Most of the 217 jobs currently listed on Tesla's website are for design and manufacturing engineers based in Palo Alto and Fremont. But the company is also looking for an assistant store manager in Newport Beach, an intern in Zurich, vehicle technicians in Paris, Hong Kong and Tokyo and an executive chef. As Tesla's brand has grown in the wake of its successful IPO in June 2010, resumes have poured in. On average, Tesla receives 300 applications for every job opening.
"We're searching for excellent individuals," Geshuri said. "We want people who are exceptional in their own right but share the same DNA and can collaborate as part of a team."
To find the best and the brightest, Geshuri has built a recruiting staff of 25 people. But all Tesla employees are encouraged to think of themselves as recruiters, and referrals are a vibrant part of the hiring process. CEO Elon Musk has often said that staffing is his top priority and that the value of the company is measured by the quality of the talent. He plays a hands-on role in hiring and personally interviews many of the job candidates.
Former NUMMI workers make up a big pool of potential employees to choose from. College campuses are also key: Tesla has reached out to colleges and universities that have active Society of Automotive Engineers competitions, forming relationships with faculty advisers and keeping tabs on top students and winning teams. It's a global search: Tesla employees have relocated to the Bay Area from the Midwest, Germany, Asia and elsewhere.
About 25 percent of Tesla employees are women, a higher ratio than that of many Silicon Valley tech companies. And Tesla has hired nearly 60 military veterans, including several from the wars in Iraq and Afghanistan.
As the nation slowly emerges from the economic downturn, many workers face the daunting task of reinventing themselves. Geshuri has some advice: Social networks like LinkedIn are effective, but make sure that your information is current and in-depth. And instead of simply listing the most recent jobs on a resume, be sure to elaborate on what exactly you did in each job.
"Sometimes people miss an opportunity to describe their exceptionalism on their resume," he said. "What made them exceptional in that role?"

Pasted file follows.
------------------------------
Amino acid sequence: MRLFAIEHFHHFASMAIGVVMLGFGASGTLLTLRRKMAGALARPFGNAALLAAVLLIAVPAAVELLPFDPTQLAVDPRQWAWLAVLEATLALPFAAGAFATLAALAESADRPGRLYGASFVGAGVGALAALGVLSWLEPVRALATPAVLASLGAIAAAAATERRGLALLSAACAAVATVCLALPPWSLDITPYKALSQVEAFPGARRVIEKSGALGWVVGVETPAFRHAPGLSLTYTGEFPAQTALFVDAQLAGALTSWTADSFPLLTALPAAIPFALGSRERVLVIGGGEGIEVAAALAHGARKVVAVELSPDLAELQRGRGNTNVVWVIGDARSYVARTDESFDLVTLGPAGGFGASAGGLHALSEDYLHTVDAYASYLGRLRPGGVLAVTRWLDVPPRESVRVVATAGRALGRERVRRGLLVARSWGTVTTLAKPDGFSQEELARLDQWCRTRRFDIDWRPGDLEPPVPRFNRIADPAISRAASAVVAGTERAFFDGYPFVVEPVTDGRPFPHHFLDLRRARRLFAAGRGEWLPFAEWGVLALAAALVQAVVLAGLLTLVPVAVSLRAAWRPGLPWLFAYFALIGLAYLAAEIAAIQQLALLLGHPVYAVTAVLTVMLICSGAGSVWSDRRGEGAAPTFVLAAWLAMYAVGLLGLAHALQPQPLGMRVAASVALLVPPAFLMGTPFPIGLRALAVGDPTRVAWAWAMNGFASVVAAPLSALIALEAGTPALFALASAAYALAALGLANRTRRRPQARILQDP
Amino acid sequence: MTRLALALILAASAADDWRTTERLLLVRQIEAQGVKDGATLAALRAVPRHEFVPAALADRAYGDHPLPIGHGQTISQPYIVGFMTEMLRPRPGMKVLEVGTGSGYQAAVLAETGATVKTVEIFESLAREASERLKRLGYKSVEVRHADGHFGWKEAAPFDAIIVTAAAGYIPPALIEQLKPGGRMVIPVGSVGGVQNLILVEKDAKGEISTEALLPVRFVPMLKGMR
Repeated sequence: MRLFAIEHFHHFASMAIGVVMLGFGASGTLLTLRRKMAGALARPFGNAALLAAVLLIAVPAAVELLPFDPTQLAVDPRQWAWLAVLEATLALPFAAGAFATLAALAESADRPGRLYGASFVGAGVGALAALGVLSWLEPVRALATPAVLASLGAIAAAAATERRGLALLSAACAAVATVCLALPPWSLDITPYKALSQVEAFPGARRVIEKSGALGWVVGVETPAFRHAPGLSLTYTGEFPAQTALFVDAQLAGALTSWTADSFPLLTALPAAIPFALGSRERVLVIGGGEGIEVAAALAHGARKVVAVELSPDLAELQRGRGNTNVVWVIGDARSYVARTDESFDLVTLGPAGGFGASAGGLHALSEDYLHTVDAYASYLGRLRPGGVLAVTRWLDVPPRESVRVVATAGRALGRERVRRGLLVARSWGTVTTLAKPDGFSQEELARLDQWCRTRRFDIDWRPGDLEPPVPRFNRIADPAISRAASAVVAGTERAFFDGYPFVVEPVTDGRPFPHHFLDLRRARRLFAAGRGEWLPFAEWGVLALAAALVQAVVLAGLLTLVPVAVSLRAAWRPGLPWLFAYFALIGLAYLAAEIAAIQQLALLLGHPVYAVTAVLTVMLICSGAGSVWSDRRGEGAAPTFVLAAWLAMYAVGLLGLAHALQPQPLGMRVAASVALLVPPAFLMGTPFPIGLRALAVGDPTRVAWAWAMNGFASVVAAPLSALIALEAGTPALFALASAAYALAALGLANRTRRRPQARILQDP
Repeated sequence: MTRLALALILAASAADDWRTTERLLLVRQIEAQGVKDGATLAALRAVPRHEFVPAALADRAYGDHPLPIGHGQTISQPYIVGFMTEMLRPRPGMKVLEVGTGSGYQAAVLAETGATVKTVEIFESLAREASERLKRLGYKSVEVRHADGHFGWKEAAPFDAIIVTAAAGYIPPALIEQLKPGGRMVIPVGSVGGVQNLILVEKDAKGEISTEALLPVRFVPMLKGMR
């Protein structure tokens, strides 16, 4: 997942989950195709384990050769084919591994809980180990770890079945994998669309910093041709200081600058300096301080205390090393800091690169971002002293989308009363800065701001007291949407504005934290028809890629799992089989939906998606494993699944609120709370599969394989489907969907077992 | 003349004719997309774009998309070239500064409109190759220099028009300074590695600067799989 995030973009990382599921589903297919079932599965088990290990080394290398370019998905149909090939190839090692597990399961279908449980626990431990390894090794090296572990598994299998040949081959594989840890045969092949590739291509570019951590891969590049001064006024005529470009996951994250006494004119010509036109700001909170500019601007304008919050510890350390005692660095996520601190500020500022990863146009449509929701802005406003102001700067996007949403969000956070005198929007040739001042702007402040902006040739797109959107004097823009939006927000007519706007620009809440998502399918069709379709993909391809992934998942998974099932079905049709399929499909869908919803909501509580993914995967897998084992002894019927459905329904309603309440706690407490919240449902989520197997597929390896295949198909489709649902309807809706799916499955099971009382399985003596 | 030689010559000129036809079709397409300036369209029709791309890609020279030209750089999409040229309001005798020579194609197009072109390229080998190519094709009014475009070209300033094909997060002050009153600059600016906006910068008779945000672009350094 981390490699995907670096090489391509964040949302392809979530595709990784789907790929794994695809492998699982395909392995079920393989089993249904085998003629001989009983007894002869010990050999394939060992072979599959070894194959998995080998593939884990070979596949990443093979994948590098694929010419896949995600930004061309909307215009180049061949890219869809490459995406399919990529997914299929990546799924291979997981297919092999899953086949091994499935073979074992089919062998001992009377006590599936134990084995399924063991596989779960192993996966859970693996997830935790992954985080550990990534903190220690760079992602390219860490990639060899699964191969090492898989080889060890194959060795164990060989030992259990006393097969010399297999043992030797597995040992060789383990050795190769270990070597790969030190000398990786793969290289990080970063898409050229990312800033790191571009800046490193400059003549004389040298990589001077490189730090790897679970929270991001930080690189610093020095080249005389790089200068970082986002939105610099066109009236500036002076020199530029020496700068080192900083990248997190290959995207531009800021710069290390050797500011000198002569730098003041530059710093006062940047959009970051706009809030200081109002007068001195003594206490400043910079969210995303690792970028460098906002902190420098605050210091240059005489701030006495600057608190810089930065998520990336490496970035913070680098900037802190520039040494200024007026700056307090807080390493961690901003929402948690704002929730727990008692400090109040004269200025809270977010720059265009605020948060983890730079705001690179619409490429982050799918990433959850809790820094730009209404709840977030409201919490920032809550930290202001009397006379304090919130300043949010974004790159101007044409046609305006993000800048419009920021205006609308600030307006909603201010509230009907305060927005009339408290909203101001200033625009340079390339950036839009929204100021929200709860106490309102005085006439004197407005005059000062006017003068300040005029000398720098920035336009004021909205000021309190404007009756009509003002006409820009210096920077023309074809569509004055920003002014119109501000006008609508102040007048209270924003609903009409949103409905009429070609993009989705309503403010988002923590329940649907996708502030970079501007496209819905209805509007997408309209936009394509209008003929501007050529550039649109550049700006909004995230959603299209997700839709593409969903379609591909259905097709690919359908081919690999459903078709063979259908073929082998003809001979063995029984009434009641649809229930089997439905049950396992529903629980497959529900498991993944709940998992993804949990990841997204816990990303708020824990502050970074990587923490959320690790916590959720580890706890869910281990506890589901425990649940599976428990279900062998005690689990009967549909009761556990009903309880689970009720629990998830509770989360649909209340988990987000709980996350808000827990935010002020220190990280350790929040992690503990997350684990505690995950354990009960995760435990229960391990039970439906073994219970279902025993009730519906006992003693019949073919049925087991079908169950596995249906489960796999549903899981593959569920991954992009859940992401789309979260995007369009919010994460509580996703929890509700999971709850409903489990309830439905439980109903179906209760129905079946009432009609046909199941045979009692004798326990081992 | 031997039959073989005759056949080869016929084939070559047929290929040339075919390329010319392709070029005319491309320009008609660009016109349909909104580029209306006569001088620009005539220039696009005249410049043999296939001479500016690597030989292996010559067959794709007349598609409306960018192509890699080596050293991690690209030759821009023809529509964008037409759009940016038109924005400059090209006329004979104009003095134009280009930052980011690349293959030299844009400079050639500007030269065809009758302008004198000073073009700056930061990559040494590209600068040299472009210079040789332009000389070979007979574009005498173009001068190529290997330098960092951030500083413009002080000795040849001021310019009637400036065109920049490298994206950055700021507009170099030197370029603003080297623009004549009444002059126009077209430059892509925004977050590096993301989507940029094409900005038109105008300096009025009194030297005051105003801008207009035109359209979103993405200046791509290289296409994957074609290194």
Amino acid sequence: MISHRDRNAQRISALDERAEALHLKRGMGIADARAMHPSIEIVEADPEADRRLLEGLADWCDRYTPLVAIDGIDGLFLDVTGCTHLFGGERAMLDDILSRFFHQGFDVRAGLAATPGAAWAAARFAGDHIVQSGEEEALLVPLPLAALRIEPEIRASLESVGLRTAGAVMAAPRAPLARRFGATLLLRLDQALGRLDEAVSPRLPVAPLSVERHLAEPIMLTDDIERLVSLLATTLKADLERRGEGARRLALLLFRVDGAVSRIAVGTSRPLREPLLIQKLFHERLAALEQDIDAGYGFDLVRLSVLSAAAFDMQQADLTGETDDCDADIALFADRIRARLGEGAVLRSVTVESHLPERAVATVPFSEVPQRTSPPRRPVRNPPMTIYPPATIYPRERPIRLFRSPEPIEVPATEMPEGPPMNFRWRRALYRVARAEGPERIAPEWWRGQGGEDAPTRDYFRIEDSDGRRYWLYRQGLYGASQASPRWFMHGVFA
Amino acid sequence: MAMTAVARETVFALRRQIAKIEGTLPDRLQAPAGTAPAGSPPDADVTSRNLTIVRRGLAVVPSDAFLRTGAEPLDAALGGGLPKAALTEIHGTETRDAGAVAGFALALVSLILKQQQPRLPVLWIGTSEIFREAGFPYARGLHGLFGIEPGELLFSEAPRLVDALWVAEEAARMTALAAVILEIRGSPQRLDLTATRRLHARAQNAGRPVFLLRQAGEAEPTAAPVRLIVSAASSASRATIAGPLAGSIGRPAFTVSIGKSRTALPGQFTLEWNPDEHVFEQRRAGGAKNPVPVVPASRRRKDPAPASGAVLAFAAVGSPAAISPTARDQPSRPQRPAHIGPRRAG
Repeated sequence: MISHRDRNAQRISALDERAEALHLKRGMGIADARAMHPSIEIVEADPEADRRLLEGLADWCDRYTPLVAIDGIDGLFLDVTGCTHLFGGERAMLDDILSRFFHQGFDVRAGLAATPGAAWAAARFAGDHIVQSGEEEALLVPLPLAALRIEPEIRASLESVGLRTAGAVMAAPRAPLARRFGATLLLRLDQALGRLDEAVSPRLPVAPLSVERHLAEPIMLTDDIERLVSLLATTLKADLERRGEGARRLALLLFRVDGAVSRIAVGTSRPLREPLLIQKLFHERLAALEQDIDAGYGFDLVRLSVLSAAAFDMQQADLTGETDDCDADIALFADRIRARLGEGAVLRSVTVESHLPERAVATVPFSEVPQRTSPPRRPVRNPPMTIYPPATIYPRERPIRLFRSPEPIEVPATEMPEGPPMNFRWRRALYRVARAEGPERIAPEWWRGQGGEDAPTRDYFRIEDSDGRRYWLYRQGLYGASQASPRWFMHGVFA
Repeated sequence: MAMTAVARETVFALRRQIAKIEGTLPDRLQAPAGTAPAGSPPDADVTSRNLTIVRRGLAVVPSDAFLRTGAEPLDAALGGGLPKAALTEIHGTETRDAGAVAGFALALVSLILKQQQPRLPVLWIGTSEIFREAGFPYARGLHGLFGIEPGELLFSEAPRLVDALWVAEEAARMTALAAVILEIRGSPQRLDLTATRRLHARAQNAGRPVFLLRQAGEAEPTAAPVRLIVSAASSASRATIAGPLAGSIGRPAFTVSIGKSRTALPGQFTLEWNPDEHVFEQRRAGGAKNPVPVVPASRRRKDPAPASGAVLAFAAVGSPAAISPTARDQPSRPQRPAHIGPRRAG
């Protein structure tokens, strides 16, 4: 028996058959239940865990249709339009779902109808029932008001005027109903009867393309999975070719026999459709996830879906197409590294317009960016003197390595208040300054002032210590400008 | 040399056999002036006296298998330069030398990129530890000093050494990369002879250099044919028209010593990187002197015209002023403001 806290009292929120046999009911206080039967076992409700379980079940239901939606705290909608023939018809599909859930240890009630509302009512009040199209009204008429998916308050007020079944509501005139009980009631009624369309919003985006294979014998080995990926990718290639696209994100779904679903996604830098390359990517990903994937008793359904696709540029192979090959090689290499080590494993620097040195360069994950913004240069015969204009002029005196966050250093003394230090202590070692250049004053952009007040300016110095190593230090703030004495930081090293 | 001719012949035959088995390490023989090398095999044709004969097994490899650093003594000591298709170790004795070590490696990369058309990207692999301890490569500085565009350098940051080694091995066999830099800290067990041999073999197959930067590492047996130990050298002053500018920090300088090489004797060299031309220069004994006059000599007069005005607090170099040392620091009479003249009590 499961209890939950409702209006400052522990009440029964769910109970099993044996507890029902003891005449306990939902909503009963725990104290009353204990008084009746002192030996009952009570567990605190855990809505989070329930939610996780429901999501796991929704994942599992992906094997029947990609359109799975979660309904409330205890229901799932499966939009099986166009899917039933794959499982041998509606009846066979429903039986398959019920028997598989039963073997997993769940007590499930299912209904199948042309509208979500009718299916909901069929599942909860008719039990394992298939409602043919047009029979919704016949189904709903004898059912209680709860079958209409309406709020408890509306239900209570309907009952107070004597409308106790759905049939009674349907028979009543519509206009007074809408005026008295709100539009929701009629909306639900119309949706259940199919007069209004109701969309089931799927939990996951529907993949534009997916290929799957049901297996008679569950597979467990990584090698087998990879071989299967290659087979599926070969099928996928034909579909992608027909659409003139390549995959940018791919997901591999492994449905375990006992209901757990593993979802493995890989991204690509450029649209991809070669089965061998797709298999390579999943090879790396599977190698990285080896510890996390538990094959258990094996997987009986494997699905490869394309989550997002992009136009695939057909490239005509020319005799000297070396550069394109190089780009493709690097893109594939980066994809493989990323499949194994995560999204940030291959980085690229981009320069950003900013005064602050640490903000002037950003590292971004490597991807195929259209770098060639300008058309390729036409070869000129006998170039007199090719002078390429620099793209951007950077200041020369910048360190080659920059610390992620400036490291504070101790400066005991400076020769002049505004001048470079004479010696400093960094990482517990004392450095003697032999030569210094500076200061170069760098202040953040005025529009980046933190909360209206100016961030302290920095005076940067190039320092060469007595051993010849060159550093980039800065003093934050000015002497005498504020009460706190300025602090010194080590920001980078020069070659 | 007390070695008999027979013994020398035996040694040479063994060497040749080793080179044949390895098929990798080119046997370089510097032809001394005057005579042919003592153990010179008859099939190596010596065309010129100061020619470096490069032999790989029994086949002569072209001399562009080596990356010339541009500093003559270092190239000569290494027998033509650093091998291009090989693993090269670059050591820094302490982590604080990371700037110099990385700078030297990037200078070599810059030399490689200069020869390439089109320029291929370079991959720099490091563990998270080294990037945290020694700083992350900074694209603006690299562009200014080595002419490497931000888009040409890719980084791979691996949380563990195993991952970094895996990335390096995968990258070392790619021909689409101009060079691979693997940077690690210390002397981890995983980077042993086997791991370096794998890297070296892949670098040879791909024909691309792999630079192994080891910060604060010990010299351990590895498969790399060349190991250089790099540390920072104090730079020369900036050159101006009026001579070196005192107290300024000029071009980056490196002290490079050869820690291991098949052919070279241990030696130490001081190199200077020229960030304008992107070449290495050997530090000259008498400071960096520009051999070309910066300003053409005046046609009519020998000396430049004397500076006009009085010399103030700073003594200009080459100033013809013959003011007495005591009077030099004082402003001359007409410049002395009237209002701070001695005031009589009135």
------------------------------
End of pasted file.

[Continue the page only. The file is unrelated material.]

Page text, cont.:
Gaps in employment can also be overcome.
"We're looking for people who are proactive. We want people who are go-getters," he said. "When you were in between jobs did you go back to school, pursue a favorite hobby or volunteer? Whatever hand you were dealt, are you emerging better?"
Eric Burgess worked for Geshuri at Google and now at Tesla. He says Geshuri is both a player and a coach who wants people to be successful. He regularly takes part in interviews with job candidates and has a knack for peeling back the layers of a resume.
"He's really good at getting interesting nuggets out of people," Burgess said. "He pulls things from resumes that aren't related to the job to see what the person has learned from the experience. He'll ask you why you became a history major."
Though hiring and recruiting is a big part of Geshuri's job, as vice president of human resources he's also building Tesla's culture. It's a typical startup: People arrive early, stay late and work hard.
Tesla tries to alleviate some of the pressure by providing shuttle buses with wireless Internet access to ferry employees who live in San Francisco and elsewhere to and from work. There's an employee garden on the hill above the parking lot, and everyone is encouraged to exercise and stay healthy. Employees can sign up to have boxes of organic vegetables delivered to Tesla. And some of those vegetables could be served in the company's cafeteria once he's found the perfect executive chef.
"They have to not just create a great menu, but programs for healthy living," Geshuri said. "And they need to be an effervescent personality."
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